3 Raccoons Test Positive for Distemper; Residents Urged to Protect Pets

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protect pets from raccoons distemper outbreak

Long Beach Animal Care Services announced today that three raccoons in Long Beach have tested positive for distemper. Distemper poses no health risk to humans; however, Animal Care Services shares the following tips to help prevent animals from contracting distemper: 

  • Vaccinate your dogs and cats.
  • Athough distemper poses no threat to humans, anyone bitten or scratched by a raccoon must contact their physician immediately.
  • Feed pets indoors.
  • Those who feed pets outdoors should take special care to remove any leftover food. It can attract infected animals not completely debilitated by the disease.
  • Please do not feed wildlife. Feeding wildlife may lead to large concentrations of animals around food, increasing the spread of disease.
  • Restrain your pets; do not allow them to roam. Keep dogs on a leash when outside your property.

If you observe a sick wild animal, do not approach the animal. Report sick or injured animals by calling Animal Care Services at 562.570.7387 and describing your observations and the location of the animal.

A healthy animal may contract canine or feline distemper from direct contact with an infected animal or its bodily secretions and waste. Under most environmental conditions the virus does not survive long outside the body; therefore, transmission requires close interaction between animals to enable direct contact or aerosol exposure.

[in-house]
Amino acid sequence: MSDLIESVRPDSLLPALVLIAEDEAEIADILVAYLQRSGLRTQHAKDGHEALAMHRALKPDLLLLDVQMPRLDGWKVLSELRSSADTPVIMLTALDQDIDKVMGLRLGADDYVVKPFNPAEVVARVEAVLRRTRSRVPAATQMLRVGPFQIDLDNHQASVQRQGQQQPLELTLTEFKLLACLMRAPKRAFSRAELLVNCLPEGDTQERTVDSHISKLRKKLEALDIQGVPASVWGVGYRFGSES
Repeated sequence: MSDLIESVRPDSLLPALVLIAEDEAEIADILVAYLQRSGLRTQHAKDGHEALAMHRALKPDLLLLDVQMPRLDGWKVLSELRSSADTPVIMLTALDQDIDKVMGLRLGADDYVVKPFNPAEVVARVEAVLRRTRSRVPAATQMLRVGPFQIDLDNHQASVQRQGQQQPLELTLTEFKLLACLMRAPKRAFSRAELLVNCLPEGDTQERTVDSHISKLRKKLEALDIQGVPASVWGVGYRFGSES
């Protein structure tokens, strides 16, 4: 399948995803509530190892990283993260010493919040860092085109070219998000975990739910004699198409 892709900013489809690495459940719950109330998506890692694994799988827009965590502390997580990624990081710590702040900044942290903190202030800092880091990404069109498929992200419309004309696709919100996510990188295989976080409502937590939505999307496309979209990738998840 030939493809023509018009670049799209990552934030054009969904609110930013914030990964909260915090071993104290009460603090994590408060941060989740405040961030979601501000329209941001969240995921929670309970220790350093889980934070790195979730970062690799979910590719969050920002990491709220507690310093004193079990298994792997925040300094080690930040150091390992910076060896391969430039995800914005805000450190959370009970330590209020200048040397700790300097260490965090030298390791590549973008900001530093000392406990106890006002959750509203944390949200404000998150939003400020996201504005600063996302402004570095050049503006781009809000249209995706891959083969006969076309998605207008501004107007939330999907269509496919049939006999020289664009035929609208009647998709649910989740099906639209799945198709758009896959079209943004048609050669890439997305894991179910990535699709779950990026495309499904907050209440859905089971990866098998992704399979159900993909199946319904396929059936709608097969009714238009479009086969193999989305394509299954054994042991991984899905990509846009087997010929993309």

Many of the symptoms displayed by an animal with distemper are very similar to symptoms displayed by a rabid animal (only testing of brain tissue can determine if an animal is rabid).

In the initial stages of canine distemper, the major symptoms include high fever, reddened eyes, and a watery discharge from the nose and eyes. An infected dog will become lethargic and tired, and will usually become anorexic. Persistent coughing, vomiting, and diarrhea may also occur. Symptoms of feline panleukopenia, commonly referred to as feline distemper, include fever, vomiting, diarrhea and sudden death.

Animal Care Services tested the three raccoons after noticing signs of possible distemper in raccoons in Long Beach.

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